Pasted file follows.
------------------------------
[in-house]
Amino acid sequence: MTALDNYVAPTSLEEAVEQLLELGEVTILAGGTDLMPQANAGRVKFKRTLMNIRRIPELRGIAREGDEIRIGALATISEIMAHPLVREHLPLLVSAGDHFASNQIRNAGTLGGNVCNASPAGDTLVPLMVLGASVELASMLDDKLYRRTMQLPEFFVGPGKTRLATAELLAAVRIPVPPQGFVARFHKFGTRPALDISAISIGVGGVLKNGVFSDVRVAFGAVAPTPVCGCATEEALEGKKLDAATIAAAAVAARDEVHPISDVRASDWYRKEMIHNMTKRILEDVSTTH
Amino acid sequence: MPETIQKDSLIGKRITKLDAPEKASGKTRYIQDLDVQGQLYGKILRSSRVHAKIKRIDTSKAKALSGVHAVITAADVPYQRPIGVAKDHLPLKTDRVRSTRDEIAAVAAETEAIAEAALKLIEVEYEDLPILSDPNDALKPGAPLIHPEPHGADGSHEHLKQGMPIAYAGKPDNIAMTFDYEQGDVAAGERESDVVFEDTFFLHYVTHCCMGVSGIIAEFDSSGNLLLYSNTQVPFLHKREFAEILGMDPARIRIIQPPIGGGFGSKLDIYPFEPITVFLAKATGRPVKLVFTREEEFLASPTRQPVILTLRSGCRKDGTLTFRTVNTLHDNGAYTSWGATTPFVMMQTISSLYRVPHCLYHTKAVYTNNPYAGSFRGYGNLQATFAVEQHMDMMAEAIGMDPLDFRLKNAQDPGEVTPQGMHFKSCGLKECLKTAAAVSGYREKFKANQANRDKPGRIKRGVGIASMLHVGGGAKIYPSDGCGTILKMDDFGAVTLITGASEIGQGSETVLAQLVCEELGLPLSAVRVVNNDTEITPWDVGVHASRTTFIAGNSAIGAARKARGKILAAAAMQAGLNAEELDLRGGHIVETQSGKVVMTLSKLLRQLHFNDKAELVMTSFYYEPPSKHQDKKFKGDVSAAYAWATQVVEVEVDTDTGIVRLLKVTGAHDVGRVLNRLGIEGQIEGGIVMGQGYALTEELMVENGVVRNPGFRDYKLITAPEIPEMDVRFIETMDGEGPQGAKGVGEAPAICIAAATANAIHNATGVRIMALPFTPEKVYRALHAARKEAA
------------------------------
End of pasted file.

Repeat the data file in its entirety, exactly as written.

[in-house]
Amino acid sequence: MTALDNYVAPTSLEEAVEQLLELGEVTILAGGTDLMPQANAGRVKFKRTLMNIRRIPELRGIAREGDEIRIGALATISEIMAHPLVREHLPLLVSAGDHFASNQIRNAGTLGGNVCNASPAGDTLVPLMVLGASVELASMLDDKLYRRTMQLPEFFVGPGKTRLATAELLAAVRIPVPPQGFVARFHKFGTRPALDISAISIGVGGVLKNGVFSDVRVAFGAVAPTPVCGCATEEALEGKKLDAATIAAAAVAARDEVHPISDVRASDWYRKEMIHNMTKRILEDVSTTH
Amino acid sequence: MPETIQKDSLIGKRITKLDAPEKASGKTRYIQDLDVQGQLYGKILRSSRVHAKIKRIDTSKAKALSGVHAVITAADVPYQRPIGVAKDHLPLKTDRVRSTRDEIAAVAAETEAIAEAALKLIEVEYEDLPILSDPNDALKPGAPLIHPEPHGADGSHEHLKQGMPIAYAGKPDNIAMTFDYEQGDVAAGERESDVVFEDTFFLHYVTHCCMGVSGIIAEFDSSGNLLLYSNTQVPFLHKREFAEILGMDPARIRIIQPPIGGGFGSKLDIYPFEPITVFLAKATGRPVKLVFTREEEFLASPTRQPVILTLRSGCRKDGTLTFRTVNTLHDNGAYTSWGATTPFVMMQTISSLYRVPHCLYHTKAVYTNNPYAGSFRGYGNLQATFAVEQHMDMMAEAIGMDPLDFRLKNAQDPGEVTPQGMHFKSCGLKECLKTAAAVSGYREKFKANQANRDKPGRIKRGVGIASMLHVGGGAKIYPSDGCGTILKMDDFGAVTLITGASEIGQGSETVLAQLVCEELGLPLSAVRVVNNDTEITPWDVGVHASRTTFIAGNSAIGAARKARGKILAAAAMQAGLNAEELDLRGGHIVETQSGKVVMTLSKLLRQLHFNDKAELVMTSFYYEPPSKHQDKKFKGDVSAAYAWATQVVEVEVDTDTGIVRLLKVTGAHDVGRVLNRLGIEGQIEGGIVMGQGYALTEELMVENGVVRNPGFRDYKLITAPEIPEMDVRFIETMDGEGPQGAKGVGEAPAICIAAATANAIHNATGVRIMALPFTPEKVYRALHAARKEAA